By David Minsky
By Jen Mangham
By Bill Wisser
By Laine Doss
By Bill Wisser
By Dana De Greff
By Laine Doss
By Zachary Fagenson
Purists will admire Pacific Time's penchant for informing the diner as to the origins of each fish, whether farm-raised or line-caught. In the case of the wok-sauteed line-caught tuna, this information will no doubt be of comfort to the animal rights-conscious. Slices of rare tuna were seared around the edges like Japanese tataki and laid out like flower petals on a mound of miso noodles. Scallions and tomatoes enlivened the sublime, meaty fish.
The restaurant's premier preparation might well be the oven-roasted whole Maine lobster. Its body was split fra diavolo-style down the middle, and the meat, cut into bite-size pieces, was placed symmetrically on a bed of jasmine rice inside the halved shell. Thai-spiced coconut milk and peanuts were the dominant flavors in the palate-challenging rice; though the rice lacked any balancing sweetness, the butter-smoothness of the lobster adequately compensated.
At $32, however, this dish seemed pricey, given the one-and-a-quarter-pound lobster I was served. Another, far more unpleasant revelation, was the small fly I discovered on the side of the plate after I'd taken a few bites. When we called over the waiter, he apologized, whisked away the plate, and returned with a new one -- but with the same partially eaten lobster and without a word of acknowledgement from the kitchen.
In my several visits to Pacific Time, this was the single negative note. I'm not about to blame the restaurant for an insect that may not have found its fatal way onto my plate until after the dish had left the kitchen; it could have happened anywhere. What I do take issue with is the management's halfhearted response.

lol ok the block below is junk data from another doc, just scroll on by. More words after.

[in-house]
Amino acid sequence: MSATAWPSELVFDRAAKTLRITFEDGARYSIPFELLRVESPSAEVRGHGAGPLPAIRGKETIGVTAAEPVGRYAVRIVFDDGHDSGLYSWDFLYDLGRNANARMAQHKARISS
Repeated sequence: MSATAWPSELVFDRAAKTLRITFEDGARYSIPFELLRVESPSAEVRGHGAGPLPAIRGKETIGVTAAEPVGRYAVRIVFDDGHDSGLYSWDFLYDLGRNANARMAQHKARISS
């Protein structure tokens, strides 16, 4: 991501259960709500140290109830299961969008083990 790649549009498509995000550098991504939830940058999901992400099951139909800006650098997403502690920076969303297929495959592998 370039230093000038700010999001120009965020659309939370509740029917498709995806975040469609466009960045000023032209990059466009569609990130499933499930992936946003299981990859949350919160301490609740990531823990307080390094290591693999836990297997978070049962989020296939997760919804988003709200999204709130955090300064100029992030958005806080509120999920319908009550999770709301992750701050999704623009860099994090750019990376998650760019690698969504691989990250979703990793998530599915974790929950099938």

Perhaps I'm especially irked because I only recently returned from a trip to Seattle, a birthplace of the cuisine Pacific Time brings to South Florida. One element of the Pacific Rim philosophy doesn't seem to have survived the journey: hospitality. At Seattle's Dahlia Lounge, for example, a popular restaurant (and deservedly so), the management treated my companion and me to a free appetizer and a free glass of wine -- because they were fifteen minutes late in seating us, despite the fact that we'd made a reservation. At Pacific Time, a bug on my dinner didn't even draw the chef out of the kitchen.
But then, that's typical of South Beach, where you can wait 45 minutes to be seated at the table you reserved and not be offered so much as a glass of water.
Besides, dessert was almost enough to make me forget all about it. Pastry chef Jennifer Warren's dazzling array of sweets is enough to drown any diner's pique in a caloric frenzy. Our favorite, the baked-to-order chocolate bomb, was a small, souffle-shape cake that the waiter opened at the table with an accompanying "Kaboom!" as the melted dark chocolate filling spilled forth. Corny, yes. But captivating. Bittersweet chocolate sorbet laden with cocoa and doused with an intense raspberry infusion was likewise matchless. Frozen lemon "fraeche," a citrus-perfumed scoop of light yellow cream surrounded by poached blueberries and topped with an upright construction of sugared shortbread triangles, was yet another fine end to a summer evening's meal. And a Tahitian vanilla creme brnlee with candied ginger and a delicate caramelized crust was the smoothest, most delectable version of this traditional dessert I've tasted recently.
Expertly prepared Asian-touched cuisine has earned Pacific Time inarguable local status, and a full house even in the slowest season. Odds are its second anniversary will bring additional kudos -- the kind of buzz inspired by great cuisine and not the proverbial fly in the soup.